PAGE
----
Eli Ruiz | Democrat
District Attorney James Farrell, in foreground, waits to make the trial’s opening statement yesterday morning as defendant Paul Novak, behind him, looks over his notes.
Lawyers make case in Novak murder trial
Story by Eli Ruiz
MONTICELLO August 13, 2013 Opening statements in the Paul Novak murder trial took place Monday at the Lawrence H. Cooke Sullivan County Courthouse.
Novak is charged with several counts, including first degree murder, arson and insurance fraud in the December 13, 2008 death of his estranged wife Catherine. It is alleged that Novak then torched the couple’s Lava home in an attempt to destroy evidence and cover up his alleged crime.
Catherine Novak had been a member of the Sullivan West School Board for three years, then a data specialist at the district’s central office. She also had, at the time, a son, Nicholas, in kindergarten, and a daughter, Natalee, in fourth grade. The children were under the care of their father and supposedly at Paul Novak’s Glen Cove home during the commission of the alleged crime.
According to Sullivan County District Attorney Jim Farrell, Novak had a former co-worker, Scott Sherwood, drive him from Long Island to Sullivan County in December, 2008, intent on knocking his wife unconscious with chloroform and leaving her to die in a house fire.
Sherwood would plead in June to the lesser charge of conspiracy to commit murder in exchange for his testimony in the case.
But when Novak’s self-mixed concoction failed to bring his wife down, prosecutors allege he resorted to strangulation.
Farrell alleged that on that winter night in 2008, Novak was able to “lure” his unsuspecting wife to the basement level of her home by setting off a smoke detector located in the basement. “As she came to investigate, she didn’t know these would be the last moments of her life,” said Farrell.
“What he thought was chloroform did not work,” added the DA. “It did not knock her out as planned.”
Farrell further explained that the fire would be deemed undetermined in cause. “The fire in 2008 and what caused it is a mystery,” said Farrell.
An autopsy on Novak performed at Catskill Regional Medical Center (CRMC) initially found the cause of death to be asphyxiation as a result of the burning home “falling in on her.”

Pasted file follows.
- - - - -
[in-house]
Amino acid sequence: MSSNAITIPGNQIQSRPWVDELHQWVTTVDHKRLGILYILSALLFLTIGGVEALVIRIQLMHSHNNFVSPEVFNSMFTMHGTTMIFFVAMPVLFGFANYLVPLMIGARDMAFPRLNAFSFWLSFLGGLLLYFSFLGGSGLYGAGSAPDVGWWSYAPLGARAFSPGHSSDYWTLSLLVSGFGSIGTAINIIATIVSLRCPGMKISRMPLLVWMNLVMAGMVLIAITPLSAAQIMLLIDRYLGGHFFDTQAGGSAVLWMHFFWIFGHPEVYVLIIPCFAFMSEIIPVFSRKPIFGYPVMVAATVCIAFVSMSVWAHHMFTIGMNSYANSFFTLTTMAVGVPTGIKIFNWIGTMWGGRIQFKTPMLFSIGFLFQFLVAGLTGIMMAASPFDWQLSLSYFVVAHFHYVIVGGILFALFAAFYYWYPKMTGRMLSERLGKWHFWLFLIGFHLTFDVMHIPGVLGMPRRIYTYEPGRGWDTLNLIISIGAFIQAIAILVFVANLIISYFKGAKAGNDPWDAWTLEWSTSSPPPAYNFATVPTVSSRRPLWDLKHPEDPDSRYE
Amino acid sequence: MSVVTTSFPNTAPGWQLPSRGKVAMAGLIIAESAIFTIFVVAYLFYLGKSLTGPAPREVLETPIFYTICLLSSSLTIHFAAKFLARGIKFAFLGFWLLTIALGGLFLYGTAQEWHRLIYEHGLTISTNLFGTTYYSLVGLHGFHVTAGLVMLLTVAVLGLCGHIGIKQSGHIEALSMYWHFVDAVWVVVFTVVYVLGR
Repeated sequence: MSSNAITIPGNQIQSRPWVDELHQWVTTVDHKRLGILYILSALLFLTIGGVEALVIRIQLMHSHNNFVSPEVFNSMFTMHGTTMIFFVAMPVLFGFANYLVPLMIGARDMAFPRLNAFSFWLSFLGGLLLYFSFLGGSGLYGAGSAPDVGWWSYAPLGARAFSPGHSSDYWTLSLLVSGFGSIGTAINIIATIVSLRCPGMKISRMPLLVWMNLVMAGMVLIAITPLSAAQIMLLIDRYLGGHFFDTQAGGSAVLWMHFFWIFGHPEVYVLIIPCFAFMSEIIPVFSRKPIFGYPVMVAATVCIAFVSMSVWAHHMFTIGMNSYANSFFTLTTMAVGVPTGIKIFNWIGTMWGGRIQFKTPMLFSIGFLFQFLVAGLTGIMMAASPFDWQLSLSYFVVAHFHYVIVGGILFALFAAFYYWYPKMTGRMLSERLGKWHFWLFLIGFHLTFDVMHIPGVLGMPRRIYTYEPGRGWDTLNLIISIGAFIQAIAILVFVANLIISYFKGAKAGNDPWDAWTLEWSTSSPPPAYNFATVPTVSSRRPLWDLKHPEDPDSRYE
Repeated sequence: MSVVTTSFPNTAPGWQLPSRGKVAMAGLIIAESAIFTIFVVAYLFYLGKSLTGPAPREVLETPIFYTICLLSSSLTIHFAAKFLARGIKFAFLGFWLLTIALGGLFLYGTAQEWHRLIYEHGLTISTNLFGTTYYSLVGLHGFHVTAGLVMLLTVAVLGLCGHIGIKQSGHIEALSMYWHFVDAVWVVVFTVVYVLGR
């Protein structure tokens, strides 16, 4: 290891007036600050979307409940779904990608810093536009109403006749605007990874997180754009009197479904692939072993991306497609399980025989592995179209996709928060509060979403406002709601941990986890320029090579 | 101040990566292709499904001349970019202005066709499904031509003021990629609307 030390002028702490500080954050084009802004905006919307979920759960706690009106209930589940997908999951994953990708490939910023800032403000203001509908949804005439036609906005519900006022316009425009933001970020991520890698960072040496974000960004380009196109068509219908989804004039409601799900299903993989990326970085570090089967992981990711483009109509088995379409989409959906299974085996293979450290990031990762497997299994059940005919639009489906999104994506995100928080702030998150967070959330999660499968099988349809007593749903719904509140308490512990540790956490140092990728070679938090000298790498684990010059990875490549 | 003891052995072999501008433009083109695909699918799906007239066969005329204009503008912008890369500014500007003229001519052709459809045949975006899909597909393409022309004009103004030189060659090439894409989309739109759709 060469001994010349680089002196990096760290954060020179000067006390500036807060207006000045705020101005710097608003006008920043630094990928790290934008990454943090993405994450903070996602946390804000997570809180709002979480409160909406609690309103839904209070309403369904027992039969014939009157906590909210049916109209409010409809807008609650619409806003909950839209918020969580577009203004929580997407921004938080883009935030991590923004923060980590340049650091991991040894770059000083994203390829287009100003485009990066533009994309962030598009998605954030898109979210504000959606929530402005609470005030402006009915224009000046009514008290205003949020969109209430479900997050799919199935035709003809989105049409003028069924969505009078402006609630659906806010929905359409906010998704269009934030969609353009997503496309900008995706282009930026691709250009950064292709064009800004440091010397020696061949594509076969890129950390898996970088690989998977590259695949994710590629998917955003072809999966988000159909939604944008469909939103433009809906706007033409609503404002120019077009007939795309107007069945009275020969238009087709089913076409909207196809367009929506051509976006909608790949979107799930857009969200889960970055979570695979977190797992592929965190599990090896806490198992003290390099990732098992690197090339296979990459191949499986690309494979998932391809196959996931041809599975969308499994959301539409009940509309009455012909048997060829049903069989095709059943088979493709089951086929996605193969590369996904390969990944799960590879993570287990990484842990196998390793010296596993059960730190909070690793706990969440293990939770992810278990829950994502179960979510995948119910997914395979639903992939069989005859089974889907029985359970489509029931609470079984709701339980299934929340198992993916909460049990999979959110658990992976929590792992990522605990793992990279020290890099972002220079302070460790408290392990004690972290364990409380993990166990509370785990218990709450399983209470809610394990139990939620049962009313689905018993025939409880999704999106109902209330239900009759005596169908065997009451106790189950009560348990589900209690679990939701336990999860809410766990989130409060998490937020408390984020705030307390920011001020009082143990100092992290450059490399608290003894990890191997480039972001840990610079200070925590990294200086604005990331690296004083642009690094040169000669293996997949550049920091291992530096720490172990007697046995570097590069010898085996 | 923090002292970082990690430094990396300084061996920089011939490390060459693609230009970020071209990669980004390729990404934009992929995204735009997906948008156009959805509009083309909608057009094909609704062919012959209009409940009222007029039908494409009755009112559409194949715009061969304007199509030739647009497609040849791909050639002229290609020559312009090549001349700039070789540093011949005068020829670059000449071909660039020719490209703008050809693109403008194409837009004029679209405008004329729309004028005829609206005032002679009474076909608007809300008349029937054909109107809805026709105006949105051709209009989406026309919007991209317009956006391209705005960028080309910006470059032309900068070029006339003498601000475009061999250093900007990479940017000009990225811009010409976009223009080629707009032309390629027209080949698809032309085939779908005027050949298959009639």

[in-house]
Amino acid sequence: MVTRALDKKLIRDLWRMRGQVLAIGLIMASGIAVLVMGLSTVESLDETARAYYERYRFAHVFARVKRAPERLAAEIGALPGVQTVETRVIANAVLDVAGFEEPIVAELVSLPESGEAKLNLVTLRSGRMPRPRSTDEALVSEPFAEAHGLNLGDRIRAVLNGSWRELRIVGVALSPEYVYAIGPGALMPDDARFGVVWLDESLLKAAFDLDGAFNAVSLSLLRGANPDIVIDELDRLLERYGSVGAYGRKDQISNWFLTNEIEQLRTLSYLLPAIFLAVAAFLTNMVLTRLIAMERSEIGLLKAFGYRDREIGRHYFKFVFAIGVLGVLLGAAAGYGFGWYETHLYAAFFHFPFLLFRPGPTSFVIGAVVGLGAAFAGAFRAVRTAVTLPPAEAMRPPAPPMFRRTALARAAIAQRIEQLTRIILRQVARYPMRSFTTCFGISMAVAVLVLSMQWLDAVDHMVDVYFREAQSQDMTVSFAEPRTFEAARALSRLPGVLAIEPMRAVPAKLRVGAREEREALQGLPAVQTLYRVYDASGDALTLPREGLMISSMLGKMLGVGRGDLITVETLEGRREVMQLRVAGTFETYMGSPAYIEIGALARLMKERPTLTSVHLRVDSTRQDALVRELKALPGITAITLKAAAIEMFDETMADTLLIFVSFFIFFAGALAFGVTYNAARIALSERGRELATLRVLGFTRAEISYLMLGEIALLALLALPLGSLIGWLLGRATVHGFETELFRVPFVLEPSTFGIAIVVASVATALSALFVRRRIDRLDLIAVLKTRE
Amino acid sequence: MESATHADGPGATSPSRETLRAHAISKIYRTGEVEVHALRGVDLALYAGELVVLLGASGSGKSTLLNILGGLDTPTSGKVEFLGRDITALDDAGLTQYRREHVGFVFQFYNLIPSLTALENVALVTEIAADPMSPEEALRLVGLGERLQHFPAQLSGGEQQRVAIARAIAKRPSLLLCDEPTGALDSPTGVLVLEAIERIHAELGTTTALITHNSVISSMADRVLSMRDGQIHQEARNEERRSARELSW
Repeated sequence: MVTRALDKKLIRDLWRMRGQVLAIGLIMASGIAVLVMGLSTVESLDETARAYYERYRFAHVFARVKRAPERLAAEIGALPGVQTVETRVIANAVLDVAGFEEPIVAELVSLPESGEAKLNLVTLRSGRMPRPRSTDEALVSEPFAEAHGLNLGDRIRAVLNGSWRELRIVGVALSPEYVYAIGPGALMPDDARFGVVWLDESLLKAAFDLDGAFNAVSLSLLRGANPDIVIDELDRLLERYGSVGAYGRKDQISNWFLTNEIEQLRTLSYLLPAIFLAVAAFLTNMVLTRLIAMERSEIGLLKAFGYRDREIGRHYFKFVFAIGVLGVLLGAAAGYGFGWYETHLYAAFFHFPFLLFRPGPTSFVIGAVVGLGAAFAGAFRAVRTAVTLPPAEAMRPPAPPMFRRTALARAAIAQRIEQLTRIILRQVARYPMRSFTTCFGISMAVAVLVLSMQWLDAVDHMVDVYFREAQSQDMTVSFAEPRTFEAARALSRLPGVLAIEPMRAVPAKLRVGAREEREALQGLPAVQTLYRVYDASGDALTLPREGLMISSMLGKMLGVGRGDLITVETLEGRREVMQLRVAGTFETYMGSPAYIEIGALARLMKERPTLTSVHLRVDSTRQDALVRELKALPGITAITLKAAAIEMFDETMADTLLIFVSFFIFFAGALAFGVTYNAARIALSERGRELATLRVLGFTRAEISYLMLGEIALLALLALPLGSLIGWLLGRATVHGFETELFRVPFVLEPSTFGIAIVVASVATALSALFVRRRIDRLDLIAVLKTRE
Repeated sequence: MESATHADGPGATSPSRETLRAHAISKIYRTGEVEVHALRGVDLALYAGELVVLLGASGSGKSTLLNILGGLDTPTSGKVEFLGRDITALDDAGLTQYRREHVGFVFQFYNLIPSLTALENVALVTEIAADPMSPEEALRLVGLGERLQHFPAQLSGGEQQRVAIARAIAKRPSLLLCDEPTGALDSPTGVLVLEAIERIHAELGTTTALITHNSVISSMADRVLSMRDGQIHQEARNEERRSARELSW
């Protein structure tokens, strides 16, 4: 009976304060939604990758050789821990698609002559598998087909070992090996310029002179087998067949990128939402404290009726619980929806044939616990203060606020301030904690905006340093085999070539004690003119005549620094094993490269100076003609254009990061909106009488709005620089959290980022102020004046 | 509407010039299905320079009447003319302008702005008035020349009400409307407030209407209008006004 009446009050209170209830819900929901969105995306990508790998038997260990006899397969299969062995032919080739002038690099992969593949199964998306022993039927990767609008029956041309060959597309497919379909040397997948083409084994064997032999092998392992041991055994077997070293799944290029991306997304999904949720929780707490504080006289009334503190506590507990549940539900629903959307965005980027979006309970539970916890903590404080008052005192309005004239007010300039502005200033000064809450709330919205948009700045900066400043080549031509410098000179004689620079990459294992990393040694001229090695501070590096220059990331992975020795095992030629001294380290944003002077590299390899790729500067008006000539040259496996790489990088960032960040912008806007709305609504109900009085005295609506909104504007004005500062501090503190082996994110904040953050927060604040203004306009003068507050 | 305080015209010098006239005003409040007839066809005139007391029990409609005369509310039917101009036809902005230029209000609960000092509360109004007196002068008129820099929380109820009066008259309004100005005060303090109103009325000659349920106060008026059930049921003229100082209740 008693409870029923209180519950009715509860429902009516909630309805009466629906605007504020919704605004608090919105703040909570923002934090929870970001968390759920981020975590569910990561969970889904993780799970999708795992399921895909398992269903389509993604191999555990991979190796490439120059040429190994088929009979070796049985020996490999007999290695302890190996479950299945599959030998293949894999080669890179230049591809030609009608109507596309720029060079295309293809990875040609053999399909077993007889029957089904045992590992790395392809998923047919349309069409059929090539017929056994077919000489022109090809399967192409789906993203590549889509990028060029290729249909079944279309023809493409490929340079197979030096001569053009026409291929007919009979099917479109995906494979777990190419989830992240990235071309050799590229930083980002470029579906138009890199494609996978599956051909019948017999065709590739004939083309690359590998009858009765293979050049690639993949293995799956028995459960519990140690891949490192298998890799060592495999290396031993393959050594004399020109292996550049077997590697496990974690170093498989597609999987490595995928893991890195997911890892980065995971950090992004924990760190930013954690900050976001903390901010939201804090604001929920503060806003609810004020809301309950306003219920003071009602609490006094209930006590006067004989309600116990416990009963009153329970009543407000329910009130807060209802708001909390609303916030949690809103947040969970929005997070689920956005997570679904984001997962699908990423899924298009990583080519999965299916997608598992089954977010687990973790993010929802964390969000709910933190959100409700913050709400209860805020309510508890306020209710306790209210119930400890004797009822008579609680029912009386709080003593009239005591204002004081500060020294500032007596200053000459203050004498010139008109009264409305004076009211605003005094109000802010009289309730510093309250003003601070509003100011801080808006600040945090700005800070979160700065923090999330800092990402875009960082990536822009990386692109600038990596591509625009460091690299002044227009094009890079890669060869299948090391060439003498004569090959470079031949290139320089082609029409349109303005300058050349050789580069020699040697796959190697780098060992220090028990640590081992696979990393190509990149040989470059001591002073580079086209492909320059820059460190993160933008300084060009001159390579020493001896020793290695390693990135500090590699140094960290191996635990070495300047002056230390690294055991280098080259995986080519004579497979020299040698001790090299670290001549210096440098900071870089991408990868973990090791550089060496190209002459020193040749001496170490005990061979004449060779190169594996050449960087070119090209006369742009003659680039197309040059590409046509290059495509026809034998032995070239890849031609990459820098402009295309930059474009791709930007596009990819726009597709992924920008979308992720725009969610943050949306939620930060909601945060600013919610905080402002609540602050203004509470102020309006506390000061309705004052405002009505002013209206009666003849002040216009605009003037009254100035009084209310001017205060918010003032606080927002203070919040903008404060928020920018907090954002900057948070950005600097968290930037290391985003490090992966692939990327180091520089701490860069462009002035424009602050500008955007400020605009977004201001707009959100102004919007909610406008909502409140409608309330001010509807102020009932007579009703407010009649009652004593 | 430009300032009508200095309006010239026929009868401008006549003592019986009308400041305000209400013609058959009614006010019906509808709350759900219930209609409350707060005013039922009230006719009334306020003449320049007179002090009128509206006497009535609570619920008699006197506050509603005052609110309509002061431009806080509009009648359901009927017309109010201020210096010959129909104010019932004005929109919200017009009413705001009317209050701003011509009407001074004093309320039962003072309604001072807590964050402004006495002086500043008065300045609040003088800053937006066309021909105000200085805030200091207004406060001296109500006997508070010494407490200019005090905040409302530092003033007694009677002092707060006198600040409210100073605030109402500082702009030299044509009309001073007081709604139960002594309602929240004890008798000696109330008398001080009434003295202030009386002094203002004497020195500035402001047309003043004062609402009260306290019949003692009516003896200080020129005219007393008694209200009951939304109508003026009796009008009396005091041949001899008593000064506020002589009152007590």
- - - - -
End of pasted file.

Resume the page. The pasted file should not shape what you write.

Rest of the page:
The problem with this early theory, offered Farrell, is that “for Novak to have her breathing stopped by fire debris she would have had to have been in the fire for some time. The evidence will show that Novak did not die from carbon monoxide poisoning… she did not breathe in the deadly gas. Catherine Novak was dead before the fire.”
Paul Novak, 41 at the time of the alleged crime, used his 26-year-old girlfriend, Michelle LaFrance, as an alibi. She told investigators that he was at their Long Island home with her when the killing and fire took place.
LaFrance would also corroborate Novak’s claims to investigators that a “fresh scratch” to his neck was caused by their cat.
But in April of last year an apparently jilted LaFrance called New York State Police investigators and spilled all the details of Novak’s plan. A subsequent autopsy revealed that Catherine Novak had sustained three broken ribs prior to her death.
“She sustained these injuries in her struggle for her life with the defendant,” Farrell told the jury.
Defense attorney Gary Greenwald painted a far different picture of the relationship between the couple who had legally separated in the spring of 2008. As part of the separation decree, Novak was ordered to pay $1,700 per month in child support and was forced to give up all interest in the family home.
Addressing the jury, Greenwald said, “You’ve heard half-truths, you’ve heard innuendo… we’re gonna deal with them. You are special people in our system. You have to hear all the evidence, and it’s not what I said, nor what Mr. Farrell says… it’s evidence and what you hear on the stand.”
Greenwald continued, “[the indictment] is an accusation. It isn’t proof and has no, no, no value whatsoever.”
Greenwald then asked the jury to keep in mind the concepts of burden of proof, presumption of innocence, and reasonable doubt.
“I’m going to come back here in my summation [closing argument] and tell you that there is present reasonable doubt in this case,” Greenwald said. “Keep in mind that the district attorney must prove each element of the crime beyond a reasonable doubt. Therefore when the judge lets you know what a reasonable doubt is, and it’s [the prosecutions case] not beyond a reasonable doubt, you’re required to acquit.”
Touching on the dynamic between Novak and his estranged wife days before the killing, Greenwald said, “My client had picked up his children on that Friday December 12 , and you will hear evidence that he came up with his girlfriend [LaFrance]. His wife was working at the school and the kids were there. It was just extraordinarily amicable, very amicable between the mother and my client. He took the children home and they wanted to go to Outback [Steakhouse], so they stopped at Outback. Instead of a three- to four-hour ride it becomes a six-hour ride and they get along. He hangs out with his children, the children go to bed, uneventfully. My client goes to bed, because what my dear colleague [Farrell] hasn’t told you is that my client had worked a double, and that night in the evening he stopped at his work and that’s approximately when he went off to pick up his kids.”
Greenwald then talked about Novak’s visit upstate the week prior to the murder/arson and explained that Novak had come up to finalize the sale of a motorcycle. Greenwald again paints a picture of a former couple who still carried on an “amicable” relationship, referencing a pizza dinner between Paul Novak, Catherine Novak, Michelle LaFrance and the prospective buyer as again “amicable,” and without incident.
Read more on the week’s events in Friday’s Democrat.